Carolyn Martinez-Class ’17: Casting and scripting. …

Emma Zigman ’18: Casting is selecting immigrants for sanctuary, and scripting is working them into a pre-existing script of deserving and undeserving, and mobilizing from there. …

Rizvi: Both serve to increase credibility. So casting isn’t just limited to immigrants, but somewhere [Yukich] mentions that there is a supporting cast of white, native-born clergy that gives credibility [to immigrants] within religious communities. …

Zigman: Then scripting … [used language of] “brothers and sisters” and your ties to people who can legitimate your presence, being part of this new family.

Heredia: Brothers and sisters instead of what?

Class: Strangers. …

Heredia: Yukich is emphasizing the shifts in language in the script [of the New Sanctuary Movement]. … We’ve been talking about this idea of rhetoric, and Yukich makes a big deal of it. The question here is: Does this matter?

Class: Laughs

Sky Mihaylo ’17: I think in this case, rhetoric is at the epicenter of everything that goes on. Without the rhetoric, I don’t know that there would have been any action, either on the part of mobilizing people or on the part of sustaining the Movement, or where the Movement has gone since the mid-2000s. …

Moises Serrano ’18: Yeah, I think the purpose of the rhetoric is to humanize [immigrants]. … I don’t so harshly judge [New Sanctuary Movement activists] for how they open this conversation, but how they maintain this conversation. I’m almost okay, in certain geographic areas and contexts, to [use the trope of], “Oh, well, [immigrants] do the jobs that we don’t want to do.” Perhaps that’s how you open the conversation, but that’s not how you maintain it. I think the immigrant rights movement hasn’t figured out how to maintain a conversation that continues to center human beings and their worth in a way that is not tied to the nation-state and the economy. …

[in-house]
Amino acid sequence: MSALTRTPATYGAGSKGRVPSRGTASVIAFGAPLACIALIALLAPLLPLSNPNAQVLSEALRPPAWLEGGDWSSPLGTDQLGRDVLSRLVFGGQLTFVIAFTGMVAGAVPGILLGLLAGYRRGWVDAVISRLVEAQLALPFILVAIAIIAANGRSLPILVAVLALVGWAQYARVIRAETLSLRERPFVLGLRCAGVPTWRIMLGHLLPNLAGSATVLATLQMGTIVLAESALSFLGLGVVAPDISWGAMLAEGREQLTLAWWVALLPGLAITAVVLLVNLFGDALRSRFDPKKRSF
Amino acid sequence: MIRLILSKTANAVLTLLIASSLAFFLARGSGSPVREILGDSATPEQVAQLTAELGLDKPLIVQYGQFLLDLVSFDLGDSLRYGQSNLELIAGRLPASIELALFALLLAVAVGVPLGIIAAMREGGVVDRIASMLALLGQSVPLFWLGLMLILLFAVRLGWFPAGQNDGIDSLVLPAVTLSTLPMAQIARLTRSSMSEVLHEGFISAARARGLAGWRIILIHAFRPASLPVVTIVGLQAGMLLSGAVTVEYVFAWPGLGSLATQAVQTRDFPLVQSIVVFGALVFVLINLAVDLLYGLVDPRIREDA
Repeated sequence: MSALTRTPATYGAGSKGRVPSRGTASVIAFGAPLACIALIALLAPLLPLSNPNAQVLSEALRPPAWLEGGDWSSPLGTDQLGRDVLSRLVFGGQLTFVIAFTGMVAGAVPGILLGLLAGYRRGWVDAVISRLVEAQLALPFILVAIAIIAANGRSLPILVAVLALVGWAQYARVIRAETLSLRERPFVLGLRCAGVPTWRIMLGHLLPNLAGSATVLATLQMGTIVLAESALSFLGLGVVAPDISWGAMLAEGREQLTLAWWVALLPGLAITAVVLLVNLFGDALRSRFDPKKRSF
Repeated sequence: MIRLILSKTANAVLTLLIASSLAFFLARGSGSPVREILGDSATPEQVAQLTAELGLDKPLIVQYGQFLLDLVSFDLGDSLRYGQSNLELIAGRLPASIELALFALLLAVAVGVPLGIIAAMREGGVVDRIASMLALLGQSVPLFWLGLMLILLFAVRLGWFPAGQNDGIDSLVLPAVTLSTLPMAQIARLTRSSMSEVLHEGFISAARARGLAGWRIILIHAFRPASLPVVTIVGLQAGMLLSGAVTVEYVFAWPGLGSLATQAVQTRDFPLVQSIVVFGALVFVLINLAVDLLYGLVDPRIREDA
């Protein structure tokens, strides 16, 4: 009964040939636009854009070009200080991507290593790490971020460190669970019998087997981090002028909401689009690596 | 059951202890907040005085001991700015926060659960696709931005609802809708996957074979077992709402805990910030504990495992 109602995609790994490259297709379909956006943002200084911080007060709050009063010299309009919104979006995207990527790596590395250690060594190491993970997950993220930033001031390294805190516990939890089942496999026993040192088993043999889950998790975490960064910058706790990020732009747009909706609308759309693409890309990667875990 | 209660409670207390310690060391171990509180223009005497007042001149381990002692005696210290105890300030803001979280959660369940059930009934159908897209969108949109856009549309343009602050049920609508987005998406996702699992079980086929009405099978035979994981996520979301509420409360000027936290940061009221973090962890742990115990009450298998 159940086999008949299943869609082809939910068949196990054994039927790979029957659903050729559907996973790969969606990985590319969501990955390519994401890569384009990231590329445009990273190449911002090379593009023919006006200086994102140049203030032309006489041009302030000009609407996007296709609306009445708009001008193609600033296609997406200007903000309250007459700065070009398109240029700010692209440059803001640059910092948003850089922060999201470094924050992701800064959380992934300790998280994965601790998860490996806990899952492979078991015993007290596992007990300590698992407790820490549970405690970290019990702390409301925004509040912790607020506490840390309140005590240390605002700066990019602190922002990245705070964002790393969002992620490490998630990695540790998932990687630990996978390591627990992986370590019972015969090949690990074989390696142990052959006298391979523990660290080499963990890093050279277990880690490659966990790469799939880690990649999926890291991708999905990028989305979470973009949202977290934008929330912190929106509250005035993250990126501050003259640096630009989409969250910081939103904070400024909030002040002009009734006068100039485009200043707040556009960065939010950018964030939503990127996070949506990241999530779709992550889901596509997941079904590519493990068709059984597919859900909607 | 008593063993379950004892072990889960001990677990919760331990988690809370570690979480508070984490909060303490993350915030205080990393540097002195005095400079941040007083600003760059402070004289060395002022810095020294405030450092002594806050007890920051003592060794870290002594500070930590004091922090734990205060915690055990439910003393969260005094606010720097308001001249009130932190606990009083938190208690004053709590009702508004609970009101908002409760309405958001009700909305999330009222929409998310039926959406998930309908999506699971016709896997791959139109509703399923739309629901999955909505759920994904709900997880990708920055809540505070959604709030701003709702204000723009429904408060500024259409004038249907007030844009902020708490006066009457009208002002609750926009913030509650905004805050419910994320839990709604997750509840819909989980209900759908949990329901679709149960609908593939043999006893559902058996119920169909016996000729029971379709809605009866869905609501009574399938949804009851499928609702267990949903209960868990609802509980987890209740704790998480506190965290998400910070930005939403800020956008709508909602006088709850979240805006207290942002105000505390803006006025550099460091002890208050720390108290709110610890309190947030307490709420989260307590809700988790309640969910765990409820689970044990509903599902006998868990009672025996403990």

“... The immigrant rights movement hasn’t figured out how to maintain a conversation that continues to center human beings. ...”

Heredia: … We can think about movements in terms of dialogue, but we can also think about movements in terms of strategic framing. So we might start with one frame, but the idea is that that is for the opening, which then leads to other frames. There is an example of that in the Yukich piece where [New Sanctuary activist and reverend Donna Schaper] goes on The O’Reilly Factor.

Zigman: O’Reilly says to Schaper, “Well, what if terrorists came into your church?” and she says, “Well, the people in my church are nothing like those terrorists” (paraphrased)—which in one way shows that she’s going to welcome them in, but on the other hand alienates the people who had anything in common with those terrorists, who are Muslim or male.

Heredia: And reproduces the notions of terrorism. Yukich criticizes this, but also puts it in the framework of the [reverend, who afterward said something to the effect of], “Yo, I did not have a good enough response there, and what can we do and how do we be self-reflective so that the next time, I can provide another frame that makes sense?” So when we’re thinking about critique, we have to … allow for self-criticism and a shifting of those narratives. This is an example of what Moises was talking about—there’s an opening, a learning, and then you have to move it along. Because if you don’t, then you’re stuck in these spaces.